Associated with: danger, passion, energy, warmth, adventure, optimism
Best for food page designs as it promotes sociable and lively feelings, and stimulates the appetite
Pitfalls: it can be overpowering and lead to headaches. Way forward is to vary the shade. It’s not a good idea to use deep red in children’s design.


 

Pink

 

pink colour

pink colour

Associated with: love
Best for: layout of bedroom pages and  love portrayals as it can be peaceful and restful.
Pitfalls: can be appear to be very girlie and sickly sweet. To counteract this, introduce hints of dark charcoal or black


 

Orange

orange colour

orange colour

Associated with: stability, reassurance, warmth, and is thought to aid digestion
Best for: food page layout as it stimulates appetite.


 

Green

green colour

green colour

Associated with: nature and energy, calming and restful, balance (halfway between red and blue) security, stability


 

Blue

blue colour

blue colour

Associated with: calming and soothing; promotes intellectual thought; believed to keep hunger at bay; loyalty, serenity, authority, protection, contemplative.
Pitfalls: can look cold and unwelcoming. Make sure it doesn’t look too chilly by choosing a blue with a warm undertone.


Yellow

yellow colour

yellow colour

Associated with: sunshine and energy, stimulates the intellect
Pitfalls: Yellow is thought to enhance feelings of emotional distress


Lilac

lilac colour

lilac colour

Associated with: spiritual matters – suggests the misty area between the sky and heaven, feminine.
Pitfalls: can be insipid. Liven it up with black or silver, or both


Purple

purple colour

purple colour

Associated with: creativity, fertility, joy, but also magic, evil, death and sex
Pitfalls: can be overpowering.


Brown

brown colour

brown colour

Associated with: security, stability and very practical.
Pitfalls: introduce a livelier colour for mental stimulation such as green or blue .


Black

Associated with: death, eccentricity, drama. It’s a non-colour that absorbs colour and

 

black colour

black colour

reflects nothing back.
Best when: used in moderation
Pitfalls: depressing. Use it to temper the sweetness of other sugary colours such as pink, but don’t use it as a base colour

 

 


 

TYPE OF COLOURS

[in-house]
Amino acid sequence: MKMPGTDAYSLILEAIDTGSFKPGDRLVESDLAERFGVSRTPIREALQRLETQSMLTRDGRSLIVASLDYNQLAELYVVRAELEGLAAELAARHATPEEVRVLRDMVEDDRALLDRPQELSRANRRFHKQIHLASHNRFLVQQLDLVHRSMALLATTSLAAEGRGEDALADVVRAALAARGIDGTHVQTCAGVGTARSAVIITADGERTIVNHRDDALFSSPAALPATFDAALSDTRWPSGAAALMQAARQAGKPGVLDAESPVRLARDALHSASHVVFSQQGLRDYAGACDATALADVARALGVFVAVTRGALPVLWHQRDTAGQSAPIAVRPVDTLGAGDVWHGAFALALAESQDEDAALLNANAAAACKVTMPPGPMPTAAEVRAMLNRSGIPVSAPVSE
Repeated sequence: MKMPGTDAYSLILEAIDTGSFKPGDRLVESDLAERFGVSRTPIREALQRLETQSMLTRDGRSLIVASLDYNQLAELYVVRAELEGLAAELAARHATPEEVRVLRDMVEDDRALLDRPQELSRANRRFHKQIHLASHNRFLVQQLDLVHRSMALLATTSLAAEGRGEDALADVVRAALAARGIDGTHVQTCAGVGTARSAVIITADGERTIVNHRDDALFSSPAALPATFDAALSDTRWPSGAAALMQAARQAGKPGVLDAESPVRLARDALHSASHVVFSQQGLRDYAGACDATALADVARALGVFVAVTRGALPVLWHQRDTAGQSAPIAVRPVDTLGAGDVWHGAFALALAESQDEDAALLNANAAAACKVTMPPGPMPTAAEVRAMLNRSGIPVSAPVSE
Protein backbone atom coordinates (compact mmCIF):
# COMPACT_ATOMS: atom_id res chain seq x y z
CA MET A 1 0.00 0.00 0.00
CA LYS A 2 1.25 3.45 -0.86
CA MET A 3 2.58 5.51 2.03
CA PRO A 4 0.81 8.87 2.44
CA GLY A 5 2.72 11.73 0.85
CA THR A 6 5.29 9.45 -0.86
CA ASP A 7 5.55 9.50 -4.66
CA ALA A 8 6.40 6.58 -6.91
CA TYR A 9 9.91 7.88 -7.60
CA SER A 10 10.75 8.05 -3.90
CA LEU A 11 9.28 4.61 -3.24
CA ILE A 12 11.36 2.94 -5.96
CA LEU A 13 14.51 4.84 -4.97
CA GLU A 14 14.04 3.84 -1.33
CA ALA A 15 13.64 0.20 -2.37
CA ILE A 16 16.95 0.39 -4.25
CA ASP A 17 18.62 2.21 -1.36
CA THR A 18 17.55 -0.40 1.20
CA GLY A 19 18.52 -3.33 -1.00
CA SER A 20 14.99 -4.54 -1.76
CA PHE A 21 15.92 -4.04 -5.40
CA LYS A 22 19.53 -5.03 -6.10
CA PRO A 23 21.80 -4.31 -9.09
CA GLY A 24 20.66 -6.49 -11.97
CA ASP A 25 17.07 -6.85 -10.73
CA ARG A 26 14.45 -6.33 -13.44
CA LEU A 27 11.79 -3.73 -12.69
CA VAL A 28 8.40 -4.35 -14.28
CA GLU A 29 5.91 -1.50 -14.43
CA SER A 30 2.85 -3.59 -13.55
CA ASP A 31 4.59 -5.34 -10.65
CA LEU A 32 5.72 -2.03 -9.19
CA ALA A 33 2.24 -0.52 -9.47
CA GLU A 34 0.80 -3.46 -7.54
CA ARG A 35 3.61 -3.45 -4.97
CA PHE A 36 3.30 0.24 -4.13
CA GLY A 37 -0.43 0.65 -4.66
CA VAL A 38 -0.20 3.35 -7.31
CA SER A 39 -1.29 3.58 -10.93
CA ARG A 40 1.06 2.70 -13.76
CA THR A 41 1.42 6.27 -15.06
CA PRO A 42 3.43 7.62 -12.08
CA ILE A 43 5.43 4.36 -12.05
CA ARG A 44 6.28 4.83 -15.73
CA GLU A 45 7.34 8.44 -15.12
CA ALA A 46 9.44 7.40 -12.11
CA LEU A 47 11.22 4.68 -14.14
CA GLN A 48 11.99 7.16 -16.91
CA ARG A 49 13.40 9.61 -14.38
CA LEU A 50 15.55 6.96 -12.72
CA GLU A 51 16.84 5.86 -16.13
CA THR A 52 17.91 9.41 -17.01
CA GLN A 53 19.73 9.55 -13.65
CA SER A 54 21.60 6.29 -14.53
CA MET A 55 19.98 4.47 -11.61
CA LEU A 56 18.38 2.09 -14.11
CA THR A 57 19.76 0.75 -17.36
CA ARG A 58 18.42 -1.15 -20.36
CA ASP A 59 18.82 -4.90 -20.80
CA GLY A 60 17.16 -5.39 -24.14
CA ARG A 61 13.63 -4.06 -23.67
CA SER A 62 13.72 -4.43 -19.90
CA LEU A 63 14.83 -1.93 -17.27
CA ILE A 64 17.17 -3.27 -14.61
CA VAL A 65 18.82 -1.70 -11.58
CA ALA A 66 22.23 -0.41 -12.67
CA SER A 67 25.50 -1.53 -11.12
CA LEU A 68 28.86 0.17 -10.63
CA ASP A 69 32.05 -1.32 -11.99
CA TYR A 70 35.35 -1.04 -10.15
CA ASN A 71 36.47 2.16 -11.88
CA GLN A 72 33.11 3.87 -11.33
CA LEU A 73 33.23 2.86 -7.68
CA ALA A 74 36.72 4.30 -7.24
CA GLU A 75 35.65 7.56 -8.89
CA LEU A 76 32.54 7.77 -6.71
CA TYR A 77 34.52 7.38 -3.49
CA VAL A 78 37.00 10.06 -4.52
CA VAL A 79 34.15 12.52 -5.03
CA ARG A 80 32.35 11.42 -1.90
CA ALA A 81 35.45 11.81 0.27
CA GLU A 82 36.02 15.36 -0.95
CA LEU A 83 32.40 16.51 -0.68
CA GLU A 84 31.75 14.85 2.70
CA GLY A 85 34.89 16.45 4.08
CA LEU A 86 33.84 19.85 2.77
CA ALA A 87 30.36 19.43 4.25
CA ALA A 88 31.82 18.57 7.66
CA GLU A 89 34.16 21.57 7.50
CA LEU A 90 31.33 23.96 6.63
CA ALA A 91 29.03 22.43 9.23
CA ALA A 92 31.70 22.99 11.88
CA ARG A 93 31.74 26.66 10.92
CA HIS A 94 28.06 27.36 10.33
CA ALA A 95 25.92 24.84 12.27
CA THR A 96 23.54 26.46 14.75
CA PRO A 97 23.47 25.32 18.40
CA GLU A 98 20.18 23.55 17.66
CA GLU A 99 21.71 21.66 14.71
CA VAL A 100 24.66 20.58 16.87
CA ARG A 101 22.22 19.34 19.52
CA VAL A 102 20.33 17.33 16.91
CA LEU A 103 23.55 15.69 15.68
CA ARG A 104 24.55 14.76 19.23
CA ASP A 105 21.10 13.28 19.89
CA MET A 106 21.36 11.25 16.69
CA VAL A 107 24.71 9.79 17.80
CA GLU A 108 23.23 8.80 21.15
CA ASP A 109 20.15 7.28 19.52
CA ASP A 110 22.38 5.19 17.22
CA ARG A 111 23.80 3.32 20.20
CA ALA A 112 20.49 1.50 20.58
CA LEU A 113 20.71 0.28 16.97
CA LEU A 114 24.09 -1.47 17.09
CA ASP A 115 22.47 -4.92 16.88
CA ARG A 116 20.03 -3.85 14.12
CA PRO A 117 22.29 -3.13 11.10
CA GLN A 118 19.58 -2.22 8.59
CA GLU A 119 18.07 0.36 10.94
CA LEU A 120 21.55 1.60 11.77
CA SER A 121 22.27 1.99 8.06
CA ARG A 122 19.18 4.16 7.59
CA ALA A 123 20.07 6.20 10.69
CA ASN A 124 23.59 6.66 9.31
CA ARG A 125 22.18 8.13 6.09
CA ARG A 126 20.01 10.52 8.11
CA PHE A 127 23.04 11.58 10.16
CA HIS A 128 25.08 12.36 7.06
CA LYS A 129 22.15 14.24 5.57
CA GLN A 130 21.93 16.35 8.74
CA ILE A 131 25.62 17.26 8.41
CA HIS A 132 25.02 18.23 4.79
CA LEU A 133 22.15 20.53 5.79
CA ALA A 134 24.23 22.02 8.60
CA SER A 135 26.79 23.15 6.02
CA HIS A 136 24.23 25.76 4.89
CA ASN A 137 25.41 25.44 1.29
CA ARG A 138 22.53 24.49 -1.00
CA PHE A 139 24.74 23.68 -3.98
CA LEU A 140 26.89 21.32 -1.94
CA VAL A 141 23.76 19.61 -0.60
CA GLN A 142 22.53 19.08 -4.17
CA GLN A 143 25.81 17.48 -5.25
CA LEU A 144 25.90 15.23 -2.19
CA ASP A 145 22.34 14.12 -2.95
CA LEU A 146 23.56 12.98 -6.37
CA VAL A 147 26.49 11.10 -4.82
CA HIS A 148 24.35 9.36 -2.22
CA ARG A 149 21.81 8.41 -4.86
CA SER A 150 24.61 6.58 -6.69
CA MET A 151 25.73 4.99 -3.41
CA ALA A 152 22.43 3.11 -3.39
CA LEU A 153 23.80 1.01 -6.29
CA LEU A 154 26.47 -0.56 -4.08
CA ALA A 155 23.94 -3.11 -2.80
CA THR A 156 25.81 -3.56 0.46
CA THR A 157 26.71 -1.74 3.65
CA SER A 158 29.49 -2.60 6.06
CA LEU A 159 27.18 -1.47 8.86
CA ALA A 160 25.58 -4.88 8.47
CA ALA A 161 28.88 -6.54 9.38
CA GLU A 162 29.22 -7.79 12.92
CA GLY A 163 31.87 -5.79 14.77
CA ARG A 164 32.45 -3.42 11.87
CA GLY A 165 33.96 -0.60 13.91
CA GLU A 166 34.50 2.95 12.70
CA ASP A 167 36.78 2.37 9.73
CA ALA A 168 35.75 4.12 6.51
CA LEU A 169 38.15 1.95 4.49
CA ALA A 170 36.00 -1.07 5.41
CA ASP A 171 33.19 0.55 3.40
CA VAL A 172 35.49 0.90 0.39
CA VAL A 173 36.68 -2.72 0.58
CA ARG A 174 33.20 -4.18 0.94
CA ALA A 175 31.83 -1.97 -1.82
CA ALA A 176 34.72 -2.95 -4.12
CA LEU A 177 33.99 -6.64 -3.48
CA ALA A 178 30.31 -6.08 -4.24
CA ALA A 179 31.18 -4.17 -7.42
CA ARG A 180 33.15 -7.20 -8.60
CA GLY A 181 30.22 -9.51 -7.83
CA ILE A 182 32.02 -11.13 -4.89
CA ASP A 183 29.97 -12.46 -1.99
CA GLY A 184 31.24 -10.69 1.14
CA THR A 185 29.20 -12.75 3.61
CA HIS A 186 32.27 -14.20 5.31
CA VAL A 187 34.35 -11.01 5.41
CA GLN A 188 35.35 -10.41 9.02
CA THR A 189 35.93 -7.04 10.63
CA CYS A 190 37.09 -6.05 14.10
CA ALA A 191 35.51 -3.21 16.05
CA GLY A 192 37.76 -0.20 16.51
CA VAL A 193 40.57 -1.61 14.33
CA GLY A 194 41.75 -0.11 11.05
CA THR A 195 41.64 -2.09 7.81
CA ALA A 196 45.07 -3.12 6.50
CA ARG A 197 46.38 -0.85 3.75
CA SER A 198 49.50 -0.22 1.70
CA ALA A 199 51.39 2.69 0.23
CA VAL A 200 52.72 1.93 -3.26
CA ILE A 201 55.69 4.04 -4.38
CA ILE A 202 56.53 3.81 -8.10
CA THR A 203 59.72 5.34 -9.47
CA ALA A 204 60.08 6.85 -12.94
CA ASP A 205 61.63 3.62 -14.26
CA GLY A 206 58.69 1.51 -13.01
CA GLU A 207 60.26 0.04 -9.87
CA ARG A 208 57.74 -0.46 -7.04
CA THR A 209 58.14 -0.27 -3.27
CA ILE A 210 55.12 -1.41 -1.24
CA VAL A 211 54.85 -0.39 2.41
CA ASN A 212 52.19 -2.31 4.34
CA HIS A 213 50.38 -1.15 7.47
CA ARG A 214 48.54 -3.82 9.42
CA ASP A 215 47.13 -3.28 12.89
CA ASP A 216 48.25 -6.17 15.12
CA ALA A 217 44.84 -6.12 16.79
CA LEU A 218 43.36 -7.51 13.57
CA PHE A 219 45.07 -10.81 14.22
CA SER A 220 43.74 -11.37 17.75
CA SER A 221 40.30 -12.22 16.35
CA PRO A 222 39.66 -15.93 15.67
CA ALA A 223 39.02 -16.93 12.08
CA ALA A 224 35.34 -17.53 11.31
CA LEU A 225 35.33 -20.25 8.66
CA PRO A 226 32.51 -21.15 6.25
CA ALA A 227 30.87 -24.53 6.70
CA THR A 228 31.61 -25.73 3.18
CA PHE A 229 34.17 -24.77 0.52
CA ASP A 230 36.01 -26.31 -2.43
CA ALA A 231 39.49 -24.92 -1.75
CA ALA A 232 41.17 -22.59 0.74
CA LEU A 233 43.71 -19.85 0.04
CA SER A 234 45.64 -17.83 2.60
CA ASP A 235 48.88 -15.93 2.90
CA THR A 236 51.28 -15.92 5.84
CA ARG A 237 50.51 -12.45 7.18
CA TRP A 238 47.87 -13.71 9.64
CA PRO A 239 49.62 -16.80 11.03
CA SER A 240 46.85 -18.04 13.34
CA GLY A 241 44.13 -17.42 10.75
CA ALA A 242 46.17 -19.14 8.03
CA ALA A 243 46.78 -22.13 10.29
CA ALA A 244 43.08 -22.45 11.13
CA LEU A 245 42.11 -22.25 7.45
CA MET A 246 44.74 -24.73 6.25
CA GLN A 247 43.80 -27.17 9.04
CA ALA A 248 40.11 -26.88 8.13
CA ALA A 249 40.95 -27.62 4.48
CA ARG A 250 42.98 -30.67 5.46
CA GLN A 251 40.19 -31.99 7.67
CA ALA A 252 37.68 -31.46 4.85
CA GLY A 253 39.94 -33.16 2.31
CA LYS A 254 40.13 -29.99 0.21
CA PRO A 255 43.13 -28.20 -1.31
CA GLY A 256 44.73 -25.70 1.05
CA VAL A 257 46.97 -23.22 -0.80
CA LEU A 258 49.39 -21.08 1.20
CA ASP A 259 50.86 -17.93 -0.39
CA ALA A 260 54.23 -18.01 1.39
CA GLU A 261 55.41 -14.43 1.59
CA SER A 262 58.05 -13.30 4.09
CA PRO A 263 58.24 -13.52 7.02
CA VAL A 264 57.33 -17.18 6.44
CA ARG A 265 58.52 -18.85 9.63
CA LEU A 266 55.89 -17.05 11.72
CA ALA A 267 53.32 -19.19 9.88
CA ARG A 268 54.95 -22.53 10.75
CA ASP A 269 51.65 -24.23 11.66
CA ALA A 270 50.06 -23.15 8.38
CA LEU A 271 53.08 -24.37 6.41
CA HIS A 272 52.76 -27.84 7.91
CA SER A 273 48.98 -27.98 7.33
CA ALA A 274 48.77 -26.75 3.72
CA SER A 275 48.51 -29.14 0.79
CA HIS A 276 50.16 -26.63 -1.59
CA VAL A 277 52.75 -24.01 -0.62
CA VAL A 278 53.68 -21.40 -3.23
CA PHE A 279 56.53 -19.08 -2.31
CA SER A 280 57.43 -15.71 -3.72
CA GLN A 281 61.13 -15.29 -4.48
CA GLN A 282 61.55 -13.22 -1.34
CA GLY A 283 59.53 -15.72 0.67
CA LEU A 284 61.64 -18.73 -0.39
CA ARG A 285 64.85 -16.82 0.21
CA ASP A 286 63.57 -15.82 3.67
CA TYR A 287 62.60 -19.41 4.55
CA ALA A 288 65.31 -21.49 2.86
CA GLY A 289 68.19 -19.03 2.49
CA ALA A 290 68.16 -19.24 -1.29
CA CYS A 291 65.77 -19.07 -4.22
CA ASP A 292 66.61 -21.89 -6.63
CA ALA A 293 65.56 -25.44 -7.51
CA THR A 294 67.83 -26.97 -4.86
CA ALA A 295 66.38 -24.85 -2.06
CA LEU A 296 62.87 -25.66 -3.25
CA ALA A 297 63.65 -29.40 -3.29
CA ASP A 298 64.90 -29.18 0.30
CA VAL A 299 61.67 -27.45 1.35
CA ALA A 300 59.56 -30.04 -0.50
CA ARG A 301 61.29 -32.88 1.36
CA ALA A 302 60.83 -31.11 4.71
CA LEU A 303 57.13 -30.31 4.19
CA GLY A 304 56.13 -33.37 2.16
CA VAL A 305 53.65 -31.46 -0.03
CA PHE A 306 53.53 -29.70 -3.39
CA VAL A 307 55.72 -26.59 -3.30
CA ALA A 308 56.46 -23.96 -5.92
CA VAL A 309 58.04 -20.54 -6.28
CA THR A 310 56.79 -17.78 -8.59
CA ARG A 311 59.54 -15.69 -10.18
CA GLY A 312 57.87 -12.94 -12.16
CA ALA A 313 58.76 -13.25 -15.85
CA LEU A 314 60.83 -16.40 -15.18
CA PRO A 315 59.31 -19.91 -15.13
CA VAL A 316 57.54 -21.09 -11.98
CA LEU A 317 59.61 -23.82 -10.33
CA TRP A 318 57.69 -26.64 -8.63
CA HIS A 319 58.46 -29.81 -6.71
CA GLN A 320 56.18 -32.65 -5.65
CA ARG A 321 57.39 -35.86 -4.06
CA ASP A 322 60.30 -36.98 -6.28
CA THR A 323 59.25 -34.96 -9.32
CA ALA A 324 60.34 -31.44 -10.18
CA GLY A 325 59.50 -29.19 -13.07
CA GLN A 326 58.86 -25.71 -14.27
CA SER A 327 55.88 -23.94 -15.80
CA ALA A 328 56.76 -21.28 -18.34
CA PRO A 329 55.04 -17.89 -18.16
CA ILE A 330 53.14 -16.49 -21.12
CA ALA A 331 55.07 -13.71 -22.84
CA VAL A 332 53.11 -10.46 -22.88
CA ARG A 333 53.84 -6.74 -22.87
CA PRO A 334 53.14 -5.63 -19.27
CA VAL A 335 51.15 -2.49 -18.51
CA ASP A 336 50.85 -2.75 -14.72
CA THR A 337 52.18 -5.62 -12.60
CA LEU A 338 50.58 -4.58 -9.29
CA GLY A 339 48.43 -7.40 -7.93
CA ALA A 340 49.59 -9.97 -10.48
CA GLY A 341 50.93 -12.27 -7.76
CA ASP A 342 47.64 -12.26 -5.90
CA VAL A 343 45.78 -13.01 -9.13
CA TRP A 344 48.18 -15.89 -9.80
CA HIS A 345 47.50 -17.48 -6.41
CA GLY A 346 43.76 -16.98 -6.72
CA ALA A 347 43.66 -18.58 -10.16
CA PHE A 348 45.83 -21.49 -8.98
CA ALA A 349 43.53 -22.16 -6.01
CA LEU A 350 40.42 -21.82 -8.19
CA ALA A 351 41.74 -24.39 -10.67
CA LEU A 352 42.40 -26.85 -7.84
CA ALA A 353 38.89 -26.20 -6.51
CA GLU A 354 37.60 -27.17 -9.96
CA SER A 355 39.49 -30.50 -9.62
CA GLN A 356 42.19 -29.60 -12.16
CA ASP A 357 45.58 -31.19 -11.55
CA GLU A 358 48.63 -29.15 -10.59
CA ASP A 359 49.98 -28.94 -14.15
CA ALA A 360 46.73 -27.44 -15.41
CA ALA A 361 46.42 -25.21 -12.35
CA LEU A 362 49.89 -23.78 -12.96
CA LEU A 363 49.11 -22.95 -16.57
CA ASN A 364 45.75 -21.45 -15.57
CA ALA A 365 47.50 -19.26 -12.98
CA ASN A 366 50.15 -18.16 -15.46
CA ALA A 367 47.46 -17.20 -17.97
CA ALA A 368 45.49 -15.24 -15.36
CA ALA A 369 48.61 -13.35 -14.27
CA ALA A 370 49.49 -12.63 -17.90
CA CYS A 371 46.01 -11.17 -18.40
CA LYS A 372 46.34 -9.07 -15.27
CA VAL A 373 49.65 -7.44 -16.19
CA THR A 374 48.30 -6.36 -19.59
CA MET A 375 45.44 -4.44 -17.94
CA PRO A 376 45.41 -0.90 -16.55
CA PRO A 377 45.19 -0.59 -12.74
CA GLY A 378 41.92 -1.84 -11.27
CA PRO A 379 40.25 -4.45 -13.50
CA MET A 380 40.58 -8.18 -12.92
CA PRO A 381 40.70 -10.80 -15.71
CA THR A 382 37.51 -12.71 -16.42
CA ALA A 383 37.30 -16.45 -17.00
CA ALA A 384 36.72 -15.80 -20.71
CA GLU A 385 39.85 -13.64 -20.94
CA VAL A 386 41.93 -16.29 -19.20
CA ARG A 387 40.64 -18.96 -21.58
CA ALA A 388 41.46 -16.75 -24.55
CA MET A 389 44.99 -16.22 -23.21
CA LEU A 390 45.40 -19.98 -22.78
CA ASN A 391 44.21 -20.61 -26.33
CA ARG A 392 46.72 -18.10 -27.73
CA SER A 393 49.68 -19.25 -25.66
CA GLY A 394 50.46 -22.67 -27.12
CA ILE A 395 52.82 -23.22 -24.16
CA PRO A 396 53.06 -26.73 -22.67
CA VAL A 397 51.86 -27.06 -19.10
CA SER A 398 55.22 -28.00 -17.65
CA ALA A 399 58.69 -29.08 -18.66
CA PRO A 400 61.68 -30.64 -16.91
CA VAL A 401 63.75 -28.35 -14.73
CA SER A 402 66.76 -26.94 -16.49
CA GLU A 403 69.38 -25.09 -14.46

Primary colours

Primary colour wheel

Primary colours are three key colours – Red, Blue and Yellow. They cannot be made from any other colour.


 

Secondary colours

Secondary colour wheel

If you mix equal amounts of the primary colours, you get the Secondary colours – Purple, Green and Orange.

Red + Yellow = Orange
Red + Blue = Purple
Blue + Yellow = Green


Tertiary colours

Tertiary colour wheel

If you mix a primary with a secondary colour, in a ratio of 2:1, you get a Tertiary colour. Red-Orange, Blue-Green etc.


 

Cool versus hot

Look at the colour wheel and you will see the left hand side of the colours are ‘warm’ or ‘hot’ and the ones on the right are ‘cool’ or ‘cold’.

Colour wheel

Colour wheel



 

Neutrals

Neutrals are one of the easiest groups of colours, or non-colours to work with. They don’t appear on the colour wheel and include Black, Grey, White and sometimes Brown and Beige. They all go together and can be layered and mixed and matched. No neutral colour will try to dominate over another.


 

Accent colours

An accent colour is a colour used in quite small quantities to lift or to add punch to a colour scheme.

  • An accent colour should be in a complementary colour. It works best if it’s a bright, vibrant colour. Accent colours are perfect if you’re scared of using strong colour.
  • Keep most of your room in shades and variations of one single colour. Choose a number of items in a harmonious colour. Then pick out just a few objects in an accent colour.

 

Clashing colours

To use clashing colours is thought to be a no-no.